t die bral;lng out of the civil war en-
The Signs
of the times indicate that
the old style, cumbersome
book case will soon be
classed with the relics of
the past generation. The
modern library, is equipped
with the Globe-Wernicke
"Elastic" Bookcase.
Orchard Gl Wilhelm
Carpet Co.
414-lt-lS South 16th Btreat.
81 V-
In the week ending
Sunday, November 11
The display advertising in THE BEE ran
1,085 inches more space
than its nearest competitor.
To keep your competitors
in the distance
; advertise in THE BEE.
to try on made to properly
llcted first under the Fifteenth reglmci t
of New York cavalry, hnlllng from Ithaca
and surrounding points.
He came to South Omaha In Its In
fancy. In April, 1SS!. He was engaged in a
grocery business here on North Twenty
fourth street until he was appointed post
master. In 1SW. Ills son. F. O. Etter, still
handles the grocery business.
.Mrs. (oilion Weeps Bitterly When
Jnry Kinds Hathiad (nllt
of Robbery.
A scene that moved a court room full of
spectators almost to tears followed the re
turn Tuesday afteVnoon of a verdict of
guljty ugalnst Oliver Coulson, charged with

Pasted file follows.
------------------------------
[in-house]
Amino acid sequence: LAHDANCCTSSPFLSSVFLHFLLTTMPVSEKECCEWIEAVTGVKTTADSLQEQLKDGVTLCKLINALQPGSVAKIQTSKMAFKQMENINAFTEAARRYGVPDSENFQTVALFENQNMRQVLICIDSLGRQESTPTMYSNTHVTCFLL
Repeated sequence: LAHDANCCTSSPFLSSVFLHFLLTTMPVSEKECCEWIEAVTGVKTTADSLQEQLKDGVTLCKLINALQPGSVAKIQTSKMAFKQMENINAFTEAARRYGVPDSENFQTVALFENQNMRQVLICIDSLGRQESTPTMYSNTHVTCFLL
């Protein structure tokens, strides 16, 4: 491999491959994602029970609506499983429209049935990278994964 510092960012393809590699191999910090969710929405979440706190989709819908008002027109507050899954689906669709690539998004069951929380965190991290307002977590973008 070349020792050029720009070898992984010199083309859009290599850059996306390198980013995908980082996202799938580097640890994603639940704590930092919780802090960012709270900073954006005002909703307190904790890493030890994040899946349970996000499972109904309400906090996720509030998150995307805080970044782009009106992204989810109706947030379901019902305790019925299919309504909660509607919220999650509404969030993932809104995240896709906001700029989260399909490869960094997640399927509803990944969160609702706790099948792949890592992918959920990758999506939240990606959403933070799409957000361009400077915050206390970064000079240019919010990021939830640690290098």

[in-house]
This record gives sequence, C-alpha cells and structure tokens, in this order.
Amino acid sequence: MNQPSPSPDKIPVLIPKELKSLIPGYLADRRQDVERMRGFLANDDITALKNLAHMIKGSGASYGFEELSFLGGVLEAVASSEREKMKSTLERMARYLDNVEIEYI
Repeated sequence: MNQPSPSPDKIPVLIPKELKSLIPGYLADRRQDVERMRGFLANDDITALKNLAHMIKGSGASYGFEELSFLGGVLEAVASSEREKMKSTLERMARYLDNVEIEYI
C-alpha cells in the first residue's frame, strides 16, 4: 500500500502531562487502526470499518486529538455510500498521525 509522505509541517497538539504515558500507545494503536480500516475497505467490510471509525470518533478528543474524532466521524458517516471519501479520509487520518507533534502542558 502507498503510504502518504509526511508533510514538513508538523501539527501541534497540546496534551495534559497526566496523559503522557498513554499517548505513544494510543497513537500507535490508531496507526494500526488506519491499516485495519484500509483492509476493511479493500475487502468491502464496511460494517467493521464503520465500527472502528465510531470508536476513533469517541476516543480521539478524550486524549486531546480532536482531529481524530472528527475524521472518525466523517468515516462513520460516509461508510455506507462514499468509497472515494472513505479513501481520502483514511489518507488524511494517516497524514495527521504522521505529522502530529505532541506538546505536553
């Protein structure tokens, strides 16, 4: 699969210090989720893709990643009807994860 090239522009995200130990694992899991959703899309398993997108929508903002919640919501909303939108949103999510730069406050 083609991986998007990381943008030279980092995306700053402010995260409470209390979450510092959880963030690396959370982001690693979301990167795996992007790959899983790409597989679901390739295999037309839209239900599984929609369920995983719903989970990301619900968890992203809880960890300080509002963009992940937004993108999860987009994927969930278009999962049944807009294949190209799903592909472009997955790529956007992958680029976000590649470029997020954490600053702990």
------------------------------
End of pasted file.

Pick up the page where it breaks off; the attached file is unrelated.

robbery. Mrs. Coulson and their Infant
child wert! In the court room, Mrs. Coulson
wept bitterly as her husband ,wa led out
of the court room to the jujl.
Oquliion ws charged with assaulting WH
lium Snlth of Buck Grove, la,.' Sunday,
July U. and robblnft him of ta,W. Smith
was visiting' In Council Bluffs.-8unday he
wanted 'a drink, and the lid being down
In the Iowa city, he came over to Omaha
to locate some leaks. He met Coulson and
thy visited some saloons, among them
on run by Mrs. Burke, on Tenth street.
Later Coulson took Smith to the smelter
works to help him get a Job. After leav
ing the works Smith says Coulson as
saulted him and took the money. The de
fense asserted Smith told some friends he
was robbed In Council Bluffs.
The trial of Charleg LJghtner, charged
with the murder of John Hanson In a
grading camp two miles west of Elkhorn
July in. was le gun Tuesday afternoon. The
work of securing1 a Jury required all of the
afternoon session.
Tripped Woman and Jnry Refuses to
Award Her Dumaaes Against
Theresa Stephens lost her 12,OUO damage
suit against the city of South Omaha
which has been on trial in Judge Sears'
! court because the evidence disclosed the
fall In which she was injured was caused
by her tripping over a dog Instead of by
the breaking of a board In a defective side
walk. The Jury returned a verdict for the
city late Tuesday afternoon.
The plaintiff testified she was walking on
the sidewalk between Thirty-ninth and
Fortieth streets on I. when a board broke,
throwing her down and breaking her wrist.